In the initial wake of the Equality Act we can see how broader attitudes in society have shifted but lived experiences and policy practices may not yet have “caught up” with this shift. Whilst homophobia has decreased in the UK, and most legal impediments to equality have been removed the feelings of insecurity from localised acts of homophobic abuse to global signifiers such as the Orlando shootings in 2017 and the Brunei death penalty decision in 2019 remind us that lived experience need not mirror the evidence of change: similar to the differences between crime and fear of crime as one participant observed.

As Professor McCormack highlighted in his paper, and what came out of the broader conversation in the seminar is that it is important that we do not rely on a tragedy narrative, as many LGBT+ activist charities do, as this may have the unintended consequence of making LGBT+ people more fearful than they need to be.

The question that remains, and was discussed in the rest of the seminar, was what more can be done to ensure the ambitions of the Equality Act are delivered? It was clear from the research presentations and discussion that a major implementation gap exists between the ambition of the legislation and the lived experience of LGBT+ people. Austerity since 2010 has not helped. Between 2007 and 2015 the Equality and Human Rights Commission’s budget was cut by 62% limiting the work it could do in delivering guidance on best practice and monitoring compliance. As highlighted by a practitioner in attendance, this means public authorities have to search for case studies of successful implementation and good practice, and there is duplication on the part of voluntary sector organisations in offering such guidance, but who are also facing budget cuts. This has been compounded by budget cuts to local government and the NHS meaning that previous equalities and diversity work has been cut.

The discussions in the seminar also highlighted how the existing protection for people with a non-normative sexual or gender identity still retains a heteronormative framing. People in consensual non-monogamous relationships still face prejudice, for example in adoption rights and non-binary identities and other sexual identities such as fetishes remain unacknowledged and unprotected within legislation. The ongoing protests at primary schools with parents rejecting inclusive education also demonstrate how much further we need to go to “foster good relations” between LGBT+ people and other communities and challenge homophobia, biphobia and transphobia where it manifests itself in the delivery of public services.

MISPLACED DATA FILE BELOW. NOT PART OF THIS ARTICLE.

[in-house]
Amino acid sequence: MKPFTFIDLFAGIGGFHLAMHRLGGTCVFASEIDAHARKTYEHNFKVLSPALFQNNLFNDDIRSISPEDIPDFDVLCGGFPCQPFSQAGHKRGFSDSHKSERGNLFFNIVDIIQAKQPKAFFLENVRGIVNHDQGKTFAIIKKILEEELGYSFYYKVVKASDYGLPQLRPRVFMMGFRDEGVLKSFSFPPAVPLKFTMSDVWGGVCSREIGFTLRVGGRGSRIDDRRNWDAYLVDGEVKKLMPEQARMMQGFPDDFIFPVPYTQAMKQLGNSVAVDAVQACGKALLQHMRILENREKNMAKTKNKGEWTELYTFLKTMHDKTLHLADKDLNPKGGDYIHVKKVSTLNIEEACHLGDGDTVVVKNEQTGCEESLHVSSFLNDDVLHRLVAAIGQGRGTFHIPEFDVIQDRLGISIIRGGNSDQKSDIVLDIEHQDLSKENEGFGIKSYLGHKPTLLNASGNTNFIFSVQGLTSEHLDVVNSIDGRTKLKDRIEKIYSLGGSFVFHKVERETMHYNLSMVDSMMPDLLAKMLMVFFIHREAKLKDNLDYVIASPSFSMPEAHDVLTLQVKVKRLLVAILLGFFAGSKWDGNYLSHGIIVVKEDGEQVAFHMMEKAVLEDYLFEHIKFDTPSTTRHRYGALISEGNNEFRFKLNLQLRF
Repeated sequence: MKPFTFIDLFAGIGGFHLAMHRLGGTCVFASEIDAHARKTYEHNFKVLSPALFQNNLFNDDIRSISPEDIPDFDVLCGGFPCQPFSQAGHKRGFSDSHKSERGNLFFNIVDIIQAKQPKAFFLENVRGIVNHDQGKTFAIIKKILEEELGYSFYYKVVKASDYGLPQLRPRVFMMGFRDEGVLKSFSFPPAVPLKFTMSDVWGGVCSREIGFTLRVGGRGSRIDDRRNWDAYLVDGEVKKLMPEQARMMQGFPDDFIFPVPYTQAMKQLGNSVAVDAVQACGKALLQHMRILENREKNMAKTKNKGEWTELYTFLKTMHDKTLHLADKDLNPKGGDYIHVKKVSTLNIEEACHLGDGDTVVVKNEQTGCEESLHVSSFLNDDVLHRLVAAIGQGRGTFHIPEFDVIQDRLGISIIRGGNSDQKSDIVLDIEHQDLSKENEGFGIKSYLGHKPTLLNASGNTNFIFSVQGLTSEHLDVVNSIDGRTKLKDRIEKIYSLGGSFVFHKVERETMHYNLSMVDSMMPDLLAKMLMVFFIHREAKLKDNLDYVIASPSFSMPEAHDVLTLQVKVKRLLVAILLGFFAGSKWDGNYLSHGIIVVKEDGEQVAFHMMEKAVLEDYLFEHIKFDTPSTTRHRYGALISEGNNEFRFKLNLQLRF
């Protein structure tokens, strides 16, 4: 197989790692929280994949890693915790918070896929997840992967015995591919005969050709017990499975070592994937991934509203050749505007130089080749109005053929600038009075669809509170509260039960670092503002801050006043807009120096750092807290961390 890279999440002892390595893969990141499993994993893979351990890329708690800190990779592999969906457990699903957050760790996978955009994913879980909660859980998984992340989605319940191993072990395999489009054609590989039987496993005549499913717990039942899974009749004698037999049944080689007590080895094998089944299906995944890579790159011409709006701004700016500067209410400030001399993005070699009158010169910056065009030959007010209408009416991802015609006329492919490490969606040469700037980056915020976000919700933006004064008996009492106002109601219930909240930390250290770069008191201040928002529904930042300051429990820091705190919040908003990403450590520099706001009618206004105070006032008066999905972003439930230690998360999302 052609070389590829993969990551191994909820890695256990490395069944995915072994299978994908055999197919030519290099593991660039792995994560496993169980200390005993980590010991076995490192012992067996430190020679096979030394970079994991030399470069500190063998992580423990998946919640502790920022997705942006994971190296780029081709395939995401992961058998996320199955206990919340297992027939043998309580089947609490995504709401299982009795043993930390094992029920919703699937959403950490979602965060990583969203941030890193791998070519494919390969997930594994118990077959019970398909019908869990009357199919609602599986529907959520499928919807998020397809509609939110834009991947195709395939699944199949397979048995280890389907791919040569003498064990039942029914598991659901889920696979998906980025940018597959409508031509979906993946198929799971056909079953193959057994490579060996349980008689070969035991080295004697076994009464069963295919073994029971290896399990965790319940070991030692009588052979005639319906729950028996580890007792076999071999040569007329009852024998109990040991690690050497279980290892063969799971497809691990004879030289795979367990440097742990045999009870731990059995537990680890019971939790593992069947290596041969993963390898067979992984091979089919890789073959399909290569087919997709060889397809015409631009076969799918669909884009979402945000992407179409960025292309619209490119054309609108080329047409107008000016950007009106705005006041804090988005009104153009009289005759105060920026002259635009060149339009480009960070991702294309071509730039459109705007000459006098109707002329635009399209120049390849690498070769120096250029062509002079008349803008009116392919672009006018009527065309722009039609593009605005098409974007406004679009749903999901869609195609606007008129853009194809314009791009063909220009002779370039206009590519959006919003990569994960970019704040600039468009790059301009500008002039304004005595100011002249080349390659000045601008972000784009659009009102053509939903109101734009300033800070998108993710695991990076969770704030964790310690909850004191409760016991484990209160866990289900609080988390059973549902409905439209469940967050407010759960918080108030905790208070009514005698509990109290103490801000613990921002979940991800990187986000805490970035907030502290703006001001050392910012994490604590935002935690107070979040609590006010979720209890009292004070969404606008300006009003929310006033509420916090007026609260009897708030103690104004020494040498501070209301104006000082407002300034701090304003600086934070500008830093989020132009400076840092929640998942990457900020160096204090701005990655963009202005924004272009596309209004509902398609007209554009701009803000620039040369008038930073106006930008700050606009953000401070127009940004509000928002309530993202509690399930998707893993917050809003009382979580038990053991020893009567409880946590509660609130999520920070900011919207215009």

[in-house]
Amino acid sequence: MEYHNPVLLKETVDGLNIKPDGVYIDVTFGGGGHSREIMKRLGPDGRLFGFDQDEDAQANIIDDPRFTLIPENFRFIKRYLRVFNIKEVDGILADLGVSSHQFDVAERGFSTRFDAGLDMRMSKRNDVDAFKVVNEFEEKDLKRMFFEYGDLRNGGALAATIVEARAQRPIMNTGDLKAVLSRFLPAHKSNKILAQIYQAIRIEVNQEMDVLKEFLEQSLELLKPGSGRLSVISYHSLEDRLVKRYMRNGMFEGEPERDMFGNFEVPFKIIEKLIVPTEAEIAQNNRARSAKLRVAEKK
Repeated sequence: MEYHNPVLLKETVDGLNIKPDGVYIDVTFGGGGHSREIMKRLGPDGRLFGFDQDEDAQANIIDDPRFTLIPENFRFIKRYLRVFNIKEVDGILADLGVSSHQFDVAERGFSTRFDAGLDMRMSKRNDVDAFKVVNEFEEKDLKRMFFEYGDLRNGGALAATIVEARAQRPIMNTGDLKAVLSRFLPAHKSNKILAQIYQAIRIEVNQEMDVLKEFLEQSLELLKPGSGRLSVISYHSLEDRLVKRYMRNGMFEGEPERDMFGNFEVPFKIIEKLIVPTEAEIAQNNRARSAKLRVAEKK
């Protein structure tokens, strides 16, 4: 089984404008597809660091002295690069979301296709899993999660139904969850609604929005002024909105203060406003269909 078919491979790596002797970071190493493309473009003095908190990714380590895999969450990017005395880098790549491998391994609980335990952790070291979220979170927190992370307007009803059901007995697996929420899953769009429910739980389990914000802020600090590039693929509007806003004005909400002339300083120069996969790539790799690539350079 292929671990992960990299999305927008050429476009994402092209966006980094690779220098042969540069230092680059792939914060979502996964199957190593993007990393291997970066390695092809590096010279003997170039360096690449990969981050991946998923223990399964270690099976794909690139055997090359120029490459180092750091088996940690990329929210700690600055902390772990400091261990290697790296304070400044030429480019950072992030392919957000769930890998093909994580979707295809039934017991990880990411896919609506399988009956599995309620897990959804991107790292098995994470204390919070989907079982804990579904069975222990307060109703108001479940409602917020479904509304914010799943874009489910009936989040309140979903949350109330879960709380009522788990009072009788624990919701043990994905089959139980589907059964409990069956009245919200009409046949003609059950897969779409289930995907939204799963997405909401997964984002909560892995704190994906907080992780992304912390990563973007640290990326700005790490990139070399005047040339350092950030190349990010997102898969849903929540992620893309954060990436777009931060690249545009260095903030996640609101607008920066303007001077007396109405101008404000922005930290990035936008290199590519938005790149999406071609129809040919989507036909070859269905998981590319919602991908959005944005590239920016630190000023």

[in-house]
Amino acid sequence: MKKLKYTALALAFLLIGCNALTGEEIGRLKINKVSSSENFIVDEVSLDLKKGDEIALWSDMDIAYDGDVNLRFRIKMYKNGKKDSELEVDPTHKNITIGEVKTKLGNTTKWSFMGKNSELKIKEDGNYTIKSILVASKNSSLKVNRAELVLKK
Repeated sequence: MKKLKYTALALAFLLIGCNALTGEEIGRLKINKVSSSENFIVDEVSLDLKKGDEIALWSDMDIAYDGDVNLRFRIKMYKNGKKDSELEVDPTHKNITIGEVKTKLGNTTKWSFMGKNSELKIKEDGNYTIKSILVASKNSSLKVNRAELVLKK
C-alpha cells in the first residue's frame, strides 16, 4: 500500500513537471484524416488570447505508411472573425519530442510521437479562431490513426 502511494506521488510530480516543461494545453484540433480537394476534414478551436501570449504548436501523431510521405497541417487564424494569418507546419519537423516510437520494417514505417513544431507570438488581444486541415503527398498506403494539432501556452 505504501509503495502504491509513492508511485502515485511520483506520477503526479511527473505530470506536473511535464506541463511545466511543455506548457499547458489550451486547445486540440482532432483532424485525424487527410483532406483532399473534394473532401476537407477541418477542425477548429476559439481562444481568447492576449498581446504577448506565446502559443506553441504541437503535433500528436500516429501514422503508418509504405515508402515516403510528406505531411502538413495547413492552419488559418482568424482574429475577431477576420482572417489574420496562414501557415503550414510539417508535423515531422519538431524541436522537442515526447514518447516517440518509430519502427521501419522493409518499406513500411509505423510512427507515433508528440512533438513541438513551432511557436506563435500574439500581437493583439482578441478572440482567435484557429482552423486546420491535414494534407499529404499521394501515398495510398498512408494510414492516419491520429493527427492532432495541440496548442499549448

Broadly, as the seminar picked-up, we still live in a heteronormative world. With its framing of “protected characteristics” the also Equality Act inadvertently “others” people; the proverbial “straight white man” does not realise they are diverse themselves (they have a sexuality and a sex) and that they need to do the including themselves. This suggests the potential for further research within social policy to understand LGBT+ equality:

  • How does inequality for LGBT+ persist, particularly beyond harassment and victimisation, in terms of income inequality and exclusion?
  • How does social policy in its design and delivery reinforce heteronormativity and how can this be effectively challenged?
  • What gaps persist in equalities legislation to protect people and groups not currently protected?

On the back of the seminar, we plan to establish an SPA LGBT+ network for researchers working in this area, for people who identify as LGBT+ and allies. Please email Dr Lee Gregory (l.j.gregory@bham.ac.uk) to keep up to date if you are interested in joining this network and exploring these questions, and others, further, whilst we set up the Network jiscmail.

Lee Gregory (University of Birmingham) and Peter Mathews (University of Stirling)